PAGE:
“This is not a blueprint, it’s a vision of what the church can be. Its first purpose is renewal—and renewal is about unity, because the more faithfully we live into God’s will for what it means to be church, the closer we draw to those who seek the same thing.”
The subject is a document: The Church: Towards a Common Vision. The speaker is the Geneva-based Rev. Canon Dr. John Gibaut, director of the Faith and Order commission at the World Council of Churches and priest of the Diocese of Ottawa.
This month will see the document—which Gibaut shepherded through its final stages—formerly introduced at the 10th WCC assembly in Busan, South Korea. From there it begins the reception and response process, in which member churches of the WCC have until 2015 to produce formal responses.
“However dry a discussion about our theology of church may sound, it’s actually fundamental in trying to heal some of our divisions and come to a mutual understanding of each other,” says the Ven. Bruce Myers, General Synod’s coordinator for ecumenical relations.
The Anglican Church of Canada (ACC) began its official response to the document at its Joint Assembly in Ottawa this summer. General Synod passed a resolution to receive the document, and thank the Canadian Anglicans who were part of the international ecumenical team that drafted it.
The ACC’s response continues as Towards a Common Vision is reviewed by bishops, diocesan ecumenical officers, and Anglican affiliated theological colleges and seminaries. Their responses will be compiled into an ACC response to the document, ready by June 30, 2015.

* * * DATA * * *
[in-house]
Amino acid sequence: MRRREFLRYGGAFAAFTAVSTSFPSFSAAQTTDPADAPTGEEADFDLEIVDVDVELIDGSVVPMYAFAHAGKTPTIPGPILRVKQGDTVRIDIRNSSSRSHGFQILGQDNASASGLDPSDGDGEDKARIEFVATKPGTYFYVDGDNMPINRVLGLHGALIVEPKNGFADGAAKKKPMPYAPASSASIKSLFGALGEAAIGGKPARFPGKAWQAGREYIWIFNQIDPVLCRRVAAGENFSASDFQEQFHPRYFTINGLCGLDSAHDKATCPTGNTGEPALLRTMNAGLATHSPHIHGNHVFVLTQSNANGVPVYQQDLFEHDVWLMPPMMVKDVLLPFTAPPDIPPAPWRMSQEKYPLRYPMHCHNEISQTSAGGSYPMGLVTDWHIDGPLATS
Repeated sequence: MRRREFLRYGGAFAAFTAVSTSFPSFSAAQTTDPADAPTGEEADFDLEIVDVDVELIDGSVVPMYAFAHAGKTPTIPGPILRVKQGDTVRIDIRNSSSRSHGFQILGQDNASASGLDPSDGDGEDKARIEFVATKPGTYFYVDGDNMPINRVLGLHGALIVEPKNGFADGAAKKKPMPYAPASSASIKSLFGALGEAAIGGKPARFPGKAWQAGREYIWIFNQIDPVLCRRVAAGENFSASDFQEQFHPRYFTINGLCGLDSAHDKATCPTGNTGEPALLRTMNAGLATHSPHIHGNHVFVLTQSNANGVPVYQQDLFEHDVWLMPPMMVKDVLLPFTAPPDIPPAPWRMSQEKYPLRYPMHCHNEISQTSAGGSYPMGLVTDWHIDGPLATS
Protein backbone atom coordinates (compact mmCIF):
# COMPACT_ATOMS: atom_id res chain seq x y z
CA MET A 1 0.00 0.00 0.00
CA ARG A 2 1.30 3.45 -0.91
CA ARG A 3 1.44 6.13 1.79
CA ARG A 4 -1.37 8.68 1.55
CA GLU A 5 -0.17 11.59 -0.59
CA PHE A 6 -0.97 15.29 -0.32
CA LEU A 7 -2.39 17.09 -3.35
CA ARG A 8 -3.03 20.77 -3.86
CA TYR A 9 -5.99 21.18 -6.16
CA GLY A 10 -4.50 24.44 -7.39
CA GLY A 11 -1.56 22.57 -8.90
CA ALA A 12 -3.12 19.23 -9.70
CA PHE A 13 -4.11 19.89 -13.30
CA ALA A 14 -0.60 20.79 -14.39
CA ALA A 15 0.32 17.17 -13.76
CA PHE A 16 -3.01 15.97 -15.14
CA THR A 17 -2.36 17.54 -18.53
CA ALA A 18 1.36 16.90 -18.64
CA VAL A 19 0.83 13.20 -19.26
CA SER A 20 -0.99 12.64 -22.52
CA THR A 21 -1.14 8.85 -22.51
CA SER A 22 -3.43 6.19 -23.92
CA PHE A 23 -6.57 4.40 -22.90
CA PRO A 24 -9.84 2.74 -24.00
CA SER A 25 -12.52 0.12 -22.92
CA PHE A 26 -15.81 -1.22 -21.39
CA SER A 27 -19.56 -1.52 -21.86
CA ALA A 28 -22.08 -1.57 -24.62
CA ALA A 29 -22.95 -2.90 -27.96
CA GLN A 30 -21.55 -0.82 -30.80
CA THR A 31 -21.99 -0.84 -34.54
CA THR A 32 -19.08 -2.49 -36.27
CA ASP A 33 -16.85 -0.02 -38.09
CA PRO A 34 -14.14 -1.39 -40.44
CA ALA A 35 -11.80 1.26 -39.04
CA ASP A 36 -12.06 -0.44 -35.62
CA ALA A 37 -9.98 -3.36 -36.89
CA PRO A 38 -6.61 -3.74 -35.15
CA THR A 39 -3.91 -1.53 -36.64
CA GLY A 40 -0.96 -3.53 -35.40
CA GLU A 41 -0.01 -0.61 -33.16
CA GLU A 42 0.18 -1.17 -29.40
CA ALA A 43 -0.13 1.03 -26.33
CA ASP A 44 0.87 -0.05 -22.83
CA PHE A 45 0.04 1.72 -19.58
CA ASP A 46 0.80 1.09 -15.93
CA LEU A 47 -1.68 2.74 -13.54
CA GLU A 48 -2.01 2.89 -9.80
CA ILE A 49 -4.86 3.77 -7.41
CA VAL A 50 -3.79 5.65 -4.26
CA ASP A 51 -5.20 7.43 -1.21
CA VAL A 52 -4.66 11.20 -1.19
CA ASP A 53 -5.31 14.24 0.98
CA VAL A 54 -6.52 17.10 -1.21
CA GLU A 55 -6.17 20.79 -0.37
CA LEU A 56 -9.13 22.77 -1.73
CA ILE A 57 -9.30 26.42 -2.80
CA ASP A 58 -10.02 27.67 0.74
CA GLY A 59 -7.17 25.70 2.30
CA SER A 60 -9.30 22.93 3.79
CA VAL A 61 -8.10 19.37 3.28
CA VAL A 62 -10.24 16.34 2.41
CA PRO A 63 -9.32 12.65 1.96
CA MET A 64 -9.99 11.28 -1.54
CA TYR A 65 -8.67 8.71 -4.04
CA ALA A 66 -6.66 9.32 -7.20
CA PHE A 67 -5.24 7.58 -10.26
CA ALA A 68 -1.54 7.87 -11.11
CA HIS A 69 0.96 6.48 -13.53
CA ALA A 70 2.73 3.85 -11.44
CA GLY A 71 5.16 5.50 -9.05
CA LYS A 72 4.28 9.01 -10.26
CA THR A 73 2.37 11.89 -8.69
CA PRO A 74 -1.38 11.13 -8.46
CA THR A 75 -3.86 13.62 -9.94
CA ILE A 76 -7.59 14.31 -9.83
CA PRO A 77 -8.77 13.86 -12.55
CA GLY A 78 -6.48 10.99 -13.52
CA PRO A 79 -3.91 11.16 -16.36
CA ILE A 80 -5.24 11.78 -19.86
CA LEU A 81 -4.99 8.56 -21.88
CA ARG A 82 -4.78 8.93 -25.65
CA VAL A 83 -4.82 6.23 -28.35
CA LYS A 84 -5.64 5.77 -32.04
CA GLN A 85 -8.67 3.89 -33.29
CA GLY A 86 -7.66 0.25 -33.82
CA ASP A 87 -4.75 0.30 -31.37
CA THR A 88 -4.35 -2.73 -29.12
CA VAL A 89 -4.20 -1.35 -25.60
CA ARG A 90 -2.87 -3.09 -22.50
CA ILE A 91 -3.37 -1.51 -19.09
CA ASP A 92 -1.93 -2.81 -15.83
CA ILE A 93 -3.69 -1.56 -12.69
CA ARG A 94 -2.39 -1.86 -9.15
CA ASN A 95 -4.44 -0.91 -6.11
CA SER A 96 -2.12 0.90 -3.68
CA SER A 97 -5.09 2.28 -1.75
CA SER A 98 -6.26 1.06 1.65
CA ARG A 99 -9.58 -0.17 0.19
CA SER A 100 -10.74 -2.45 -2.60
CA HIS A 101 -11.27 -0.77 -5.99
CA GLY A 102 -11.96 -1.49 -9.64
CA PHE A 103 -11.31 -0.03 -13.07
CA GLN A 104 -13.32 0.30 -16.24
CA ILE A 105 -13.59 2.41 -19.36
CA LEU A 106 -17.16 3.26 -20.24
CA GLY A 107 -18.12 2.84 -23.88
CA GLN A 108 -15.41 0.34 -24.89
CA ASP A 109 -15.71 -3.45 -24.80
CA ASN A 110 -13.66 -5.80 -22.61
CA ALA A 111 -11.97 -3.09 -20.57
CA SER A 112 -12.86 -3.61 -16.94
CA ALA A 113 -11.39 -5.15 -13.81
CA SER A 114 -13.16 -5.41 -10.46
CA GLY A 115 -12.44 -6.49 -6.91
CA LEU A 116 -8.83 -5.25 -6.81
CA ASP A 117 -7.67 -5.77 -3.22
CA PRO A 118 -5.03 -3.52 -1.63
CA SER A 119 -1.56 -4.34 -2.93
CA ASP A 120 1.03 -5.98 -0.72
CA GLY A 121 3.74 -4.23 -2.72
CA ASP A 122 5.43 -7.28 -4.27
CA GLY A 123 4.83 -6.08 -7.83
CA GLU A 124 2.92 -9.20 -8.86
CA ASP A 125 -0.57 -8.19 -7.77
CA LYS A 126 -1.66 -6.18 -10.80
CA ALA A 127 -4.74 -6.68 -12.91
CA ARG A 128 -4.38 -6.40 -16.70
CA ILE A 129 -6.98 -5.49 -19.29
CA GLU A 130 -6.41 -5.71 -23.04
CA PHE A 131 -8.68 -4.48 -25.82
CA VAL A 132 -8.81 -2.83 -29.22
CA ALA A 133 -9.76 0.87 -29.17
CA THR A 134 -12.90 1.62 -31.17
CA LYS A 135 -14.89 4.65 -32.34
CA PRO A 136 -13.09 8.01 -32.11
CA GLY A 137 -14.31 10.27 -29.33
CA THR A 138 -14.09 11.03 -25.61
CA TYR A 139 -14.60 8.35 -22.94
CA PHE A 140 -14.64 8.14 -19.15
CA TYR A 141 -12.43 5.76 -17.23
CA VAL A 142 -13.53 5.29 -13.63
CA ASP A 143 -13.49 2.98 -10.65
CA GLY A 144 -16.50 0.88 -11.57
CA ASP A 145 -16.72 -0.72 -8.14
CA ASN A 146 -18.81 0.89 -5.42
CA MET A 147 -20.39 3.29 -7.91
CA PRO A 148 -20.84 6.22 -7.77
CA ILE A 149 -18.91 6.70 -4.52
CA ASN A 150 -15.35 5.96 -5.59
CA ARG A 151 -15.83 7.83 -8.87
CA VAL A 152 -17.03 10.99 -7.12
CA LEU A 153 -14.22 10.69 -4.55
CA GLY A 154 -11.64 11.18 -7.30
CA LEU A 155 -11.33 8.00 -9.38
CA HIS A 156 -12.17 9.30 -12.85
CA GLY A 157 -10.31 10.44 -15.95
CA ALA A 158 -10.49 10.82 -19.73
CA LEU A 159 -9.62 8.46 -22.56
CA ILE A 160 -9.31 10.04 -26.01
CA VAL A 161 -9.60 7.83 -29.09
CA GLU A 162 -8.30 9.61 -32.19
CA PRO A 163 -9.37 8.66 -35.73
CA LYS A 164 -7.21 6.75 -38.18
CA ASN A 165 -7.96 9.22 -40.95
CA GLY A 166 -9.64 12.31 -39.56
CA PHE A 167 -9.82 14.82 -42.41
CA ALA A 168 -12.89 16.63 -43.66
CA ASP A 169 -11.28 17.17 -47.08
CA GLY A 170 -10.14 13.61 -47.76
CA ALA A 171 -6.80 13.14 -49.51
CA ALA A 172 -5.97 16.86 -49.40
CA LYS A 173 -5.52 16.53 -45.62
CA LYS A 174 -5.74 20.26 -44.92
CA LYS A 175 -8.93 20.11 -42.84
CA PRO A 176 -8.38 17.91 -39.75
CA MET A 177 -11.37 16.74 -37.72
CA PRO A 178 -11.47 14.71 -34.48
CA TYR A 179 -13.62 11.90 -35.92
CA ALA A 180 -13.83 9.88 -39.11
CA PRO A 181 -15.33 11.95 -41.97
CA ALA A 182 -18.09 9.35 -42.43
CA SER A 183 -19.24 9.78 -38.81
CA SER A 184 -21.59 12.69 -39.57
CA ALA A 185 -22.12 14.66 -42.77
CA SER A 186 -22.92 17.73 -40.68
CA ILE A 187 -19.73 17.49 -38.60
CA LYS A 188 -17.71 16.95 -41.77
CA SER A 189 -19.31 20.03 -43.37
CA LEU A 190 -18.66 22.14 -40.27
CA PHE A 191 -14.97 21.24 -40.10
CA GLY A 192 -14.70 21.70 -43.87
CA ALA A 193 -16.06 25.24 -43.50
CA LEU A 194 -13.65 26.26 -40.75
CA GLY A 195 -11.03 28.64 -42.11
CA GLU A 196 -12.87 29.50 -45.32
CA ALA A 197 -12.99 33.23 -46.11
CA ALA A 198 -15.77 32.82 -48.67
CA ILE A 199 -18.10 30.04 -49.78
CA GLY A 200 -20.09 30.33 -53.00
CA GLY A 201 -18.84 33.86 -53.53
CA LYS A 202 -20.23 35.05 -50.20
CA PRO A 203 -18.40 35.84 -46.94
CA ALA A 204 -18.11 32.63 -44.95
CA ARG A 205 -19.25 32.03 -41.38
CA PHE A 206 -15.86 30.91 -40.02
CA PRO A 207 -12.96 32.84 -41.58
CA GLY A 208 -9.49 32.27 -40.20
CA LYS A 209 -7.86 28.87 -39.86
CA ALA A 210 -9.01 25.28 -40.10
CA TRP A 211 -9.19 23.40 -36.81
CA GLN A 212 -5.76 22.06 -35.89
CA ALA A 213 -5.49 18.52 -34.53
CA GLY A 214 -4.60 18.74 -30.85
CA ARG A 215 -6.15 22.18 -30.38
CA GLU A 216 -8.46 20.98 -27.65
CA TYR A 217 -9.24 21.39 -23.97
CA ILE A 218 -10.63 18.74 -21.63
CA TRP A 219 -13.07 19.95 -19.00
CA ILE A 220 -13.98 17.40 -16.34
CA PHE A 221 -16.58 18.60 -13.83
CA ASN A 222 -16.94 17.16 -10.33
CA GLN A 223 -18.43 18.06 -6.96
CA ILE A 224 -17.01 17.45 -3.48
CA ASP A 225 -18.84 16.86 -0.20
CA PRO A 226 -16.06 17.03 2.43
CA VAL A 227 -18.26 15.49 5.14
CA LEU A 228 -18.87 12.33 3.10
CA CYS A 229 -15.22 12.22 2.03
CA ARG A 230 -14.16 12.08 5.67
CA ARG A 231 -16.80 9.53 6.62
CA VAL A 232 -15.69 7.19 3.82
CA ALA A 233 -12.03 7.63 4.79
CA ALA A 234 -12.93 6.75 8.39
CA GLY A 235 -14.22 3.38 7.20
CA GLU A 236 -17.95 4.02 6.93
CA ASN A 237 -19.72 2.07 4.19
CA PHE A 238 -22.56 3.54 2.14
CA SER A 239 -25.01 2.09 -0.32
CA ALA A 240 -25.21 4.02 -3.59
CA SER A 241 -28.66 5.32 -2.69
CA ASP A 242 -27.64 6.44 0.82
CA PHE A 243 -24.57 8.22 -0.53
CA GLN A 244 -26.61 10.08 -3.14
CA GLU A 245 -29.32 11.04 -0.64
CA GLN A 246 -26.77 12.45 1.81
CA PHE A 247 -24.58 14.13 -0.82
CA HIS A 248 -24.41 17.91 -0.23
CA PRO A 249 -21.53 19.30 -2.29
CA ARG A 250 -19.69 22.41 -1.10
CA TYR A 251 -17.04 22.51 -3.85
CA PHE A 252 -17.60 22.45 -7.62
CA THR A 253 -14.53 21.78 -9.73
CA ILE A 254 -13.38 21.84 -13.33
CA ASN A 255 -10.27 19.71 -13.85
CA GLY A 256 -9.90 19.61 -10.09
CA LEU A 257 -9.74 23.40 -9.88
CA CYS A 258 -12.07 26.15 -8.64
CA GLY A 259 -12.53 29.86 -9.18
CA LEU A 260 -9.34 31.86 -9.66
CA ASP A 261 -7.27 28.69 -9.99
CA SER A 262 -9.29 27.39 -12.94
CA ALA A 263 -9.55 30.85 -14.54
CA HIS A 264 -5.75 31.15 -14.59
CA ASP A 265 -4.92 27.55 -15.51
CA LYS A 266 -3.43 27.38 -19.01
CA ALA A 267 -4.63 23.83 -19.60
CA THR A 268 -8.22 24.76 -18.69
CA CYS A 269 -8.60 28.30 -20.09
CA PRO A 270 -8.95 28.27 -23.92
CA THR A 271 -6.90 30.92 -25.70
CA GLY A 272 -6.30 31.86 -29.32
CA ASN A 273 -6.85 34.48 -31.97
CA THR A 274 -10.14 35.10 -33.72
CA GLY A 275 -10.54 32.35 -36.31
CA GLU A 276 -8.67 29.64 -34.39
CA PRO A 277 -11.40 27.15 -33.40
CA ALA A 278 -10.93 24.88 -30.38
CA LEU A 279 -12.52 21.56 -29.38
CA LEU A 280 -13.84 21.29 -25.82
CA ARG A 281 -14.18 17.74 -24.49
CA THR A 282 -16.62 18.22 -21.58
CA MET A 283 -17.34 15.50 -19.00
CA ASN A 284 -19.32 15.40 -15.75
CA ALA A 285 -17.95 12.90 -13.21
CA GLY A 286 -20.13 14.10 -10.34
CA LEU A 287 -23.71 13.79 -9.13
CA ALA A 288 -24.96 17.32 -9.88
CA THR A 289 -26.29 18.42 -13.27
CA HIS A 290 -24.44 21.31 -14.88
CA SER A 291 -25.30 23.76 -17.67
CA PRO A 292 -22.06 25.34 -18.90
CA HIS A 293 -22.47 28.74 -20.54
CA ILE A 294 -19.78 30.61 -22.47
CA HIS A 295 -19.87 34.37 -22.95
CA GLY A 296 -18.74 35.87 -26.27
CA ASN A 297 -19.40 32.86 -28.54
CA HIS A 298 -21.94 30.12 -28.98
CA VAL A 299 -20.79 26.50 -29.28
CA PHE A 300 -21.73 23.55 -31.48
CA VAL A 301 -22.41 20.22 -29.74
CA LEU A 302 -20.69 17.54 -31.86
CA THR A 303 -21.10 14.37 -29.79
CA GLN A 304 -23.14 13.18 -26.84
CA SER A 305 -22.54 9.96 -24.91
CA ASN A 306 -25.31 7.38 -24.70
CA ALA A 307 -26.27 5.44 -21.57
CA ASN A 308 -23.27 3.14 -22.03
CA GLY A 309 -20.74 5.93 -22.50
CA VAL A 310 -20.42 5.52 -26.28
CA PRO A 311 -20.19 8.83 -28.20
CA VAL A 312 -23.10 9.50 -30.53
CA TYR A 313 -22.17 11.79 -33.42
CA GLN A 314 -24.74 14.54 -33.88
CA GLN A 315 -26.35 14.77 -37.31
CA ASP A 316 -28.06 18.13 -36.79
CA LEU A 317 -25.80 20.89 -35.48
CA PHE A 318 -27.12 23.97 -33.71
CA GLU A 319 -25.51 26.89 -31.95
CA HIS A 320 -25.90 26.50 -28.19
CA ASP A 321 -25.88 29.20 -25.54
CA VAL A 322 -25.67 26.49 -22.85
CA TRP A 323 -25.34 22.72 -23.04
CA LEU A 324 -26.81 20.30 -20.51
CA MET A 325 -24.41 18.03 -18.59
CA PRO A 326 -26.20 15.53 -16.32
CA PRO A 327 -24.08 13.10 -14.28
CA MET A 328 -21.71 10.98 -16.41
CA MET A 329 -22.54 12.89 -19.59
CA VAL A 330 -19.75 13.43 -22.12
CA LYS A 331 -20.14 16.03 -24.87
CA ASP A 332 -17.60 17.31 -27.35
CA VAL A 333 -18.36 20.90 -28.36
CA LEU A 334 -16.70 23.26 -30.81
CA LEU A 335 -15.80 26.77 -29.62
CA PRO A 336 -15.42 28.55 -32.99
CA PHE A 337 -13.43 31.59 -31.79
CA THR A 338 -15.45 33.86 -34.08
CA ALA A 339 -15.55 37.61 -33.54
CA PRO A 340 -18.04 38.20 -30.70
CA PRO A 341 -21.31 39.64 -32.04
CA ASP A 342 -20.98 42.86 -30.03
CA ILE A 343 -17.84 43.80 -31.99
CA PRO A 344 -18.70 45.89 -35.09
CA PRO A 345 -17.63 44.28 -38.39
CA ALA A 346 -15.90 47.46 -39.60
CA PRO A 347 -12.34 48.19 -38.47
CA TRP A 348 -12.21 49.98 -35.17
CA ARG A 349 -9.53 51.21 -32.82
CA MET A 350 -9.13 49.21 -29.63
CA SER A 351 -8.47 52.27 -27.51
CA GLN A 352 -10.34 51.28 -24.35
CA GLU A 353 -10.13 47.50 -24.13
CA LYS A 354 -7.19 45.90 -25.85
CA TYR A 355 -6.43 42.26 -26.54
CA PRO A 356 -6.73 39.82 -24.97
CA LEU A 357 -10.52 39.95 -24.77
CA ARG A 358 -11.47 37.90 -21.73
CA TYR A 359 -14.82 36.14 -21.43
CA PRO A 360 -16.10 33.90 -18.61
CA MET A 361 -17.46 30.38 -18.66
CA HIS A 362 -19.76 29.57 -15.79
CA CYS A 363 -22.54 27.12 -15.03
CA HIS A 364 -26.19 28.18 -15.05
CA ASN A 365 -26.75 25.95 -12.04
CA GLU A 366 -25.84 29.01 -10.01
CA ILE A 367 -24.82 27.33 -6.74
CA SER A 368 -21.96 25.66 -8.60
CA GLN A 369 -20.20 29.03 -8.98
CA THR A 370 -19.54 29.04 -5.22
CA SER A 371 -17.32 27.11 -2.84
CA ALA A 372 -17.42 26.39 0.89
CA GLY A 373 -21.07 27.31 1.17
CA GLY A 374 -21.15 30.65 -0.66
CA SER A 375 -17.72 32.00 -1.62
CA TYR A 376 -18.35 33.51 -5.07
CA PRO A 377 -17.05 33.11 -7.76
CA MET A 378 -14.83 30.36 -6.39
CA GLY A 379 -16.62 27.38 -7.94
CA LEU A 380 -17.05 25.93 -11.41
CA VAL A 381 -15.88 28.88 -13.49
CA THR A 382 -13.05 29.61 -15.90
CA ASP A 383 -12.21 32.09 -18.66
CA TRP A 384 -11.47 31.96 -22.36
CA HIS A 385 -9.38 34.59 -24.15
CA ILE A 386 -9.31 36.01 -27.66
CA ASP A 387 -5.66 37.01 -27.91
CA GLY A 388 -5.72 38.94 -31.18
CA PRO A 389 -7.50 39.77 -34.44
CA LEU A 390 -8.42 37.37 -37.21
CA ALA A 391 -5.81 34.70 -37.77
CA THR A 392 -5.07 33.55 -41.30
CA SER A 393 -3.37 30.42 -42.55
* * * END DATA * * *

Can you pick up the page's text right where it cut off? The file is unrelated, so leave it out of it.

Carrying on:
“It will be interesting to see what kind of response we get,” says Myers. “It moves us towards the visible unity of the church. I’m hoping that all those interested will take the time to read the document and offer their thoughts so we can contribute to that wider conversation that’s happening internationally.”
Towards a Common Vision is the result of a 20-year process, a ‘convergence text’ that is meant to provide the 350 member churches of the WCC a unifying document on the meaning of church. It is the second effort of this kind in the 80 year history of the WCC. The first was Baptism, Eucharist, and Ministry in 1982.
“A 20-year process sounds slow,” says Gibaut, “but it involved a number of stages of dialogue with the churches on previous texts.”
“In the quest for Christian unity one of the blocks has been our perception that we’re not agreed about what church means. What this text suggests is that there is agreement—deep agreement—about what the church is. And if enough churches can say we see ourselves in that, it shows to the churches that we have a fundamental agreement on what it means to be church.”
So what does this mean for your average Canadian Anglican in the pew? How does it affect Christians who are only involved locally? For this, Gibaut has a ready answer.
“The local is wholly church, but not the whole church. To be an Anglican Christian means to be in communion with people beyond your parish, your diocese, your country, your continent, your tradition. There’s something about ecumenical spirituality that calls you beyond. It calls you out of yourself. It’s part of the Gospel.”
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